Take the 2-minute tour ×
Stack Overflow is a question and answer site for professional and enthusiast programmers. It's 100% free, no registration required.

I'm basically trying to pass a GET value from the construct function to the insert_update function. I have stripped out a lot of the latter function. Also, if it's worth to note, this page is an include page.

class Updates {

function __construct(){
$owner = $this->get = array_map('mysql_real_escape_string', $_GET);
$owner=$owner["member_id"];
echo $owner;
}


//Insert Update
public function Insert_Update() 
{
$query = mysql_query("INSERT INTO `field` (foo) VALUES (N'$owner')") or die(mysql_error());
}       
share|improve this question
    
i'm kinda confused. whats the $owner var for in the constructor? you want to fetch the member_id from get in the constructor and use it in the insert_update method? –  galchen Oct 25 '11 at 17:45
    
That's exactly what I want to do. –  user1011713 Oct 25 '11 at 17:46
    
and inside the SQL query - do you want everything from post? or just the member_id ? –  galchen Oct 25 '11 at 17:47
    
Just the member_id. –  user1011713 Oct 25 '11 at 18:06
    
why not use $this->get['member_id'] in the insert_update? –  galchen Oct 25 '11 at 18:24

3 Answers 3

up vote 0 down vote accepted
class Updates {
  private $owner;
  function __construct(){
  $owner = $this->get = array_map('mysql_real_escape_string', $_GET);
  $this->owner=$owner["member_id"];
  echo $this->owner;
  }


  //Insert Update
  public function Insert_Update() 
  {
  $query = mysql_query("INSERT INTO `field` (foo) VALUES (N'".$this->owner."')") or die(mysql_error());
  }
}
share|improve this answer
    
I tried this but it just returned a blank into foo field. –  user1011713 Oct 25 '11 at 18:02
    
Did you declared "owner" as class member ? I updated code in my answer, look at 2 line. –  Fisher Oct 25 '11 at 18:23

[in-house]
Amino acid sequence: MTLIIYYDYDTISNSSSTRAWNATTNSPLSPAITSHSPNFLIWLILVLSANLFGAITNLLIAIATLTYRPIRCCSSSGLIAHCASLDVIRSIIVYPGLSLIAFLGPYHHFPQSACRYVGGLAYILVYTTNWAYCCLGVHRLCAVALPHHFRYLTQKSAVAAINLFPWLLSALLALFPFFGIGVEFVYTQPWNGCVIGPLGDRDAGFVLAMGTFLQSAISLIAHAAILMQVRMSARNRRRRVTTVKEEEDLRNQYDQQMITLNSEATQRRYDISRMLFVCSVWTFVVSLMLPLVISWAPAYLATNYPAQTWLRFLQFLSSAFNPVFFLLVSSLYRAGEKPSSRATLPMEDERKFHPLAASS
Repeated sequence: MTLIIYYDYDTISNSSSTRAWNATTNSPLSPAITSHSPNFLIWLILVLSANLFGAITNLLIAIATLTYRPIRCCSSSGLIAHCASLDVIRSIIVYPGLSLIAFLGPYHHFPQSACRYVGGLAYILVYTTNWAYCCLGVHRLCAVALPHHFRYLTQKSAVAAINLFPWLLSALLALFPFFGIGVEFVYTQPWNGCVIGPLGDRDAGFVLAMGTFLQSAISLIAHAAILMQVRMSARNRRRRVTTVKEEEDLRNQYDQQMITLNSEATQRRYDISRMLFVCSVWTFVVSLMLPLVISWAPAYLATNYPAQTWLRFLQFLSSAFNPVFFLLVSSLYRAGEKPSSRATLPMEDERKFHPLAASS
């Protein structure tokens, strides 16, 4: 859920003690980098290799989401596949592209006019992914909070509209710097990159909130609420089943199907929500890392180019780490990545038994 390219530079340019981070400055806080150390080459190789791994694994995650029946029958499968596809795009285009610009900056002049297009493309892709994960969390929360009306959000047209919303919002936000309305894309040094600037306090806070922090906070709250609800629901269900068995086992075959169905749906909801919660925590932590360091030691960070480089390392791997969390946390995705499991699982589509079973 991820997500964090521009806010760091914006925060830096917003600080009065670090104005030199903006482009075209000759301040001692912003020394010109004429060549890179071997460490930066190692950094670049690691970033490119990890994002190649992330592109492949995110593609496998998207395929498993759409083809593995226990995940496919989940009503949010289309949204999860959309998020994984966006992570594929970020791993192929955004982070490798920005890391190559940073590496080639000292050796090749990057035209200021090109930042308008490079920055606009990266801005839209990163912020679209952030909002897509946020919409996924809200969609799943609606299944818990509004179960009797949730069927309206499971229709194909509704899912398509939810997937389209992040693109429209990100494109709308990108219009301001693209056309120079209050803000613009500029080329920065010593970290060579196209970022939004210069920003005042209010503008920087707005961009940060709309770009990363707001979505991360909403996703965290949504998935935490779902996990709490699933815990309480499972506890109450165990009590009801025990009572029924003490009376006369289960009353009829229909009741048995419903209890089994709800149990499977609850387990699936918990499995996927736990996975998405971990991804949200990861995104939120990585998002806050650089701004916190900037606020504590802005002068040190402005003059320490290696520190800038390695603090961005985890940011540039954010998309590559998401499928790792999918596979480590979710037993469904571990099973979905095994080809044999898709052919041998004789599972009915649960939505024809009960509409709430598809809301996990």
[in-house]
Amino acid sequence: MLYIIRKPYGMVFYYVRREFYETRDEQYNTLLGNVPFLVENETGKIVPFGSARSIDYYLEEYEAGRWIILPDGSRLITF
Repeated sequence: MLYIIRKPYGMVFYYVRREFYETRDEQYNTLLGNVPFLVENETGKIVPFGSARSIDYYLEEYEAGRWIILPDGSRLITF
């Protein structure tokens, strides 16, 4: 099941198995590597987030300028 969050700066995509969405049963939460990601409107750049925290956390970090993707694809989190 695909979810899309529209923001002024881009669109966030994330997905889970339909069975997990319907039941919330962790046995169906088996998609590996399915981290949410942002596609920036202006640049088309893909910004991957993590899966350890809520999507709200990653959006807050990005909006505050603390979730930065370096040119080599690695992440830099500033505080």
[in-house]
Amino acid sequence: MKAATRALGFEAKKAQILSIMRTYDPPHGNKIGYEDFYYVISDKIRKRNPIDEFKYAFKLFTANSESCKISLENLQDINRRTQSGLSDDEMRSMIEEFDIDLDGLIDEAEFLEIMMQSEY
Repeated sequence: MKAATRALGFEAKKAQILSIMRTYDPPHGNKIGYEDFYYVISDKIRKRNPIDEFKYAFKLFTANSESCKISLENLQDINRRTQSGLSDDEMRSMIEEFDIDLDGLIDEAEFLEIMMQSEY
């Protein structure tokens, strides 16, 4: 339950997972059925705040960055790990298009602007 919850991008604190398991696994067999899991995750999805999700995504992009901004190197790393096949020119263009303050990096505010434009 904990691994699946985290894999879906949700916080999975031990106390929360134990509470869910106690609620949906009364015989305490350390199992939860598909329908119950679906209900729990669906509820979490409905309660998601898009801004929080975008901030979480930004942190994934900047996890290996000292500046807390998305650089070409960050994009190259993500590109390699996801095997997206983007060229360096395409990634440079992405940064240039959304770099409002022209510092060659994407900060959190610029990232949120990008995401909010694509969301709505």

I copied and tried this but for some reason it just gives me a blank in the db. –  user1011713 Oct 25 '11 at 18:53
    
But echo $this->owner; from constructor displays correct string ? can u show this echo ? try also add "echo $this->owner;" before sql query and check if there you have correct value. –  Fisher Oct 25 '11 at 18:59
    
echo $this->owner; from constructor displays correctly but inside the Insert_Update before the sql query, I can't get it to display using the same code. –  user1011713 Oct 25 '11 at 19:38

You can make owner a member of Updates and store it in this->owner.

share|improve this answer
    
How would I go about getting the get paramater without calling __construct? –  user1011713 Oct 25 '11 at 18:04
    
You can't call Insert_Update() without calling __construct() first anyway. –  Explosion Pills Oct 25 '11 at 19:21
    
How would I make it a member of Updates? –  user1011713 Oct 25 '11 at 20:27
    
The other answers show you: private $owners; ... $this->owners = $owners. –  Explosion Pills Oct 25 '11 at 21:04
    
So I should have it a member of both the construct and Insert_Update? I tried but that didn't work either. –  user1011713 Oct 25 '11 at 22:05
class Updates {

    protected $owner;

    function __construct($myGetVariable)
           $this->owner = $myGetVariable;
    }

    //Insert Update
    public function Insert_Update() 
    {
           // you can access the variable by typing:
           echo $this->owner;
           $query = mysql_query("INSERT INTO `field` (foo) VALUES (N'".$this->owner."')") or die(mysql_error());

    }   

*sorry had to edit a few times, copied and pasted incorrectly, and then I wanted to make it more clear.

share|improve this answer
    
So, using this: protected $owner; function __construct($myGetVariable){ $this->owner = array_map('mysql_real_escape_string', $_GET); echo $this->owner; } The SQL insert: {.$this->owner.} brings back an array, any thoughts on how to get the actual get value instead? –  user1011713 Oct 25 '11 at 18:17
    
Well, it depends on what you pass to the constructor. In the example you provided, you seem to want to grab $owner["member_id"], I simplified my example to get the point across a little clearer. For my example to work, you would instantiate the class by passing the variable you want. You could then do any cleansing of the value in the constructor. $updates = new Updates($_GET["member_id"]); Then cleanse the value in your constructor using whatever methods you'd like, such as mysql_real_escape_string –  Kurt Funai Oct 25 '11 at 18:24
1  
$this->owner = array_map('mysql_real_escape_string', $_GET); - this line is responsible. array_map returns array, and you are assigning this returned array to the "owner" field. –  Fisher Oct 25 '11 at 18:48
    
Actually I rechecked it and the problem is the array itself is empty; I'm just getting an empty array in Insert_Update. –  user1011713 Oct 25 '11 at 20:14

Your Answer

 
discard

By posting your answer, you agree to the privacy policy and terms of service.

Not the answer you're looking for? Browse other questions tagged or ask your own question.